The family had mixed emotions upon returning home. Dead soldiers lay throughout the property. Henry Piper reported only minimal destruction from the actual fighting but claimed more than two thousand dollars in damages during the days after the battle, when the farm was occupied by Federal forces. Piper blamed the Third and Fourth Pennsylvania cavalries and the Eighth New York Cavalry for the losses. The barn, used as a hospital, is much larger today than it was at the time of the fighting. An addition was constructed in 1898.

James and Suzanne Gindlesperger “So You Think You Know Antietam? The Stories Behind America’s Bloodiest Day”

A 72d Pennsylvania Volunteer remembers the Miller Cornfield fight


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Remembrances of the Civil War as told by Thomas H. Eaton, Co. H 72nd Pennsylvania Volunteers Sept 17 1904 in Sharpsburg , Maryland on Pennsylvania Day.

It rained quite hard during the night. Roll call at 2.00 in the morning. 80 rounds of cartridges were distributed, shelling from the Confederates at 7.00. Gen. Hooker had opened the fight at daylight, Gen. Mansfield going to his support had met with such a severe fire that a movement to the rear was inaugurated. Hooker was wounded & Mansfield killed. At this time the Second Corps which had been prepared to move at daylight, started from Keedysville toward the right through some woods, then down a hill to the Antietam Creek which the men waded, taking care to keep their ammunition above the rushing water. The point of crossing was at the first ford above bridge No. 1. On the other side of the stream we ascended a hill then through the open country to the right until Miller’s house was reached, when the line of battle was formed by the left flank while marching. From this point to the point of attack was one mile.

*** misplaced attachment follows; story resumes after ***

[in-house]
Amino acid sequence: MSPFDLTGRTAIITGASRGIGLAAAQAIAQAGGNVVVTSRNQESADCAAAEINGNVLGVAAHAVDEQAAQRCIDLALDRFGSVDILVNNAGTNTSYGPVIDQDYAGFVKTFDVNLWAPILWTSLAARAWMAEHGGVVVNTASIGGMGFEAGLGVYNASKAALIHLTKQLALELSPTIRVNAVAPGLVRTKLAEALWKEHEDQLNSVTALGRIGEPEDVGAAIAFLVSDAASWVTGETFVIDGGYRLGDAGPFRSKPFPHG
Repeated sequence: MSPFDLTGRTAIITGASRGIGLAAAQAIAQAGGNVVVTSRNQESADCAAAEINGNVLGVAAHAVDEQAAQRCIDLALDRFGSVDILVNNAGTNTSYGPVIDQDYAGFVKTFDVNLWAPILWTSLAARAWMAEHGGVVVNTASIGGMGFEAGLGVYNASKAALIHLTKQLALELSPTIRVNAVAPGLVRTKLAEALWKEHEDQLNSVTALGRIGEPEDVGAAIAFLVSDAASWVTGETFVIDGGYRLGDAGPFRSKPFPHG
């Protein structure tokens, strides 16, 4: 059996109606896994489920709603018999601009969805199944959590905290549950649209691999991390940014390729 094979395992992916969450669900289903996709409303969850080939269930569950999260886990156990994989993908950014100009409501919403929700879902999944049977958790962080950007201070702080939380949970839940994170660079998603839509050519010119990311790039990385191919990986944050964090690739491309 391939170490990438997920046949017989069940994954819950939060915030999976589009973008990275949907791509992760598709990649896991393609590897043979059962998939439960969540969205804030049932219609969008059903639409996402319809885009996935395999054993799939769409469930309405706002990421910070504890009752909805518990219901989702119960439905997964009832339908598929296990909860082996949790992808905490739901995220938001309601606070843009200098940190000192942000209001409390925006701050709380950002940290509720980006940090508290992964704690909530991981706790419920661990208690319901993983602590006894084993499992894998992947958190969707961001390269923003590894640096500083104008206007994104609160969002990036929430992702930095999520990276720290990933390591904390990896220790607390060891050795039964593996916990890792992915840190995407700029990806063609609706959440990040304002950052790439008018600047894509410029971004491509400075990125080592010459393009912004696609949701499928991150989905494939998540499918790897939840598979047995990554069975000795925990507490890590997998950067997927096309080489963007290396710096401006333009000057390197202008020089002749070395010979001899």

As Col. Banes gave such a graphic account I will use his language.